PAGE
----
States that delayed their reckoning with COVID behind closed borders are now feeling the full brunt of the virus as it runs riot in Queensland, South Australia and Tasmania.
Queensland has added 3587 infections to its COVID-19 caseload as a new indoor mask mandate comes into effect across the state.
Some 16,688 Queenslanders now have the virus with significant delays and long queues reporting at testing sites.
Meanwhile, Tasmania has recorded 404 fresh COVID-19 infections while the number of people in hospital with the virus has grown to three.
The state’s health department confirmed the new cases on Sunday morning, as active infections across the state rose to 1219 cases.
And in South Australia, where 2298 new cases of COVID-19 on Sunday, the latest number represents an increase of almost 200 on the day before.
There are 82 people in hospital, which has doubled over the weekend with 40 people in hospital two days ago. Seven are in intensive care.
Premier Steven Marshall said the state has flexed up available hospital beds across the system.
“Omicron is a complete and utter game changer for us here in Australia,” he said on Sunday.
“The COVID-ready expenditure we had was originally for Delta, we have significantly flexed that up and the additional capacity comes on when it is needed.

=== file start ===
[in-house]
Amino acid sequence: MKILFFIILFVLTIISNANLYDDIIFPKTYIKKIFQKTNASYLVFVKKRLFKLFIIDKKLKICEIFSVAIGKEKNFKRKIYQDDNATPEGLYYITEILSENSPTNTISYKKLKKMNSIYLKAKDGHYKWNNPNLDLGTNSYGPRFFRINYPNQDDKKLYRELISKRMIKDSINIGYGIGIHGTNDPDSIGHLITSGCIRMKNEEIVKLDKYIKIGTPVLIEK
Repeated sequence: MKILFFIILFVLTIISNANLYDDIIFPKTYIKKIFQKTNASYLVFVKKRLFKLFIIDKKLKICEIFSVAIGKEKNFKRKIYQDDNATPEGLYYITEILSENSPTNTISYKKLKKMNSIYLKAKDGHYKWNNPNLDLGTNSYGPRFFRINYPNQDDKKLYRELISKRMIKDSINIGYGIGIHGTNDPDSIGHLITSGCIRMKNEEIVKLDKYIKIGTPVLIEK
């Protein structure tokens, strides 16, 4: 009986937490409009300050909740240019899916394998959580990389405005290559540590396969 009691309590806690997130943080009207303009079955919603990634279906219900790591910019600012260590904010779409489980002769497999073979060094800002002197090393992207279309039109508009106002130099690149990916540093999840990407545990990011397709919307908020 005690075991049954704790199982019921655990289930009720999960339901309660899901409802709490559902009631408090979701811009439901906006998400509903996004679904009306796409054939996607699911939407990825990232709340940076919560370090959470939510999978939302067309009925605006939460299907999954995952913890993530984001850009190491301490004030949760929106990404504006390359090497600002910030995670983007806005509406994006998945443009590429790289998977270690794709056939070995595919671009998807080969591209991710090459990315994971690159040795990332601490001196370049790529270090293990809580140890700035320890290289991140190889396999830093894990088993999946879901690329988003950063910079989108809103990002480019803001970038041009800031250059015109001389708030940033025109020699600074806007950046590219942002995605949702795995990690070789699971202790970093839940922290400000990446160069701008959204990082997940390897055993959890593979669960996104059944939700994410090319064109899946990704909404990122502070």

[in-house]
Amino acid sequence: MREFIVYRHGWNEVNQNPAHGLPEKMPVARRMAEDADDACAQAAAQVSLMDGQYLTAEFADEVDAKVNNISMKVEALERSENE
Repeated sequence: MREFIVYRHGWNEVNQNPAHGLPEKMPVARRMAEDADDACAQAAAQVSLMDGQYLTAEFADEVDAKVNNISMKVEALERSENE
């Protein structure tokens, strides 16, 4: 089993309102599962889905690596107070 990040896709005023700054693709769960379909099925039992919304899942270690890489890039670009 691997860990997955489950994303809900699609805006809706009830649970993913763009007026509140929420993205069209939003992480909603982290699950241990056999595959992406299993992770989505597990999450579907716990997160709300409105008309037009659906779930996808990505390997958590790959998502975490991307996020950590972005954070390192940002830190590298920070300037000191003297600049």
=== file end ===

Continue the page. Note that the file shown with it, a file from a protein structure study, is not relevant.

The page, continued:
“We are very much within our current capacity.”
Queensland health authorities say testers processed almost 34,000 results in the 24 hours to 7pm on Saturday. The state is 86.60 per cent fully vaccinated for everyone 16 and over.
Chief Health Officer John Gerrard says despite a jump of more than 1300 cases in a day, he’s not surprised. In part, the increase is related to a change in reporting protocols which saw case figures taken from a 12-hour window on Friday.
“This number is probably a bit smaller than we had expected,” he said in Brisbane on Sunday of the latest data.
“It probably (also) relates to testing over the holiday period and so it will not be a surprise at all that in the next couple of days we see a significant increase in cases as more samples are tested and more people come forward.”
Vaccination and pregnancy
Two of the patients in ICU are pregnant and only one is vaccinated, he said.
Dr Gerrard said there is now clear evidence vaccination during pregnancy is “very safe”.
“This reminds us that it is critical pregnant women and women who are planning to be pregnant get vaccinated,” he said. “The virus is not good for the pregnant mother or for the unborn child.”
In Tasmania, Health Minister Jeremy Rockliff said a three-year-old child had tested positive for COVID-19 in the state’s south, after presenting to Royal Hobart Hospital’s emergency department.
“While no doubt distressing for the family, the child was treated by an emergency department medical specialist and was deemed safe for discharge,” Mr Rockliff said in a statement.
“While the case numbers will continue to cause some concern in the community – which is completely understandable – it is not unexpected, and the reason we are now able to live with COVID is because of our highly vaccinated population.”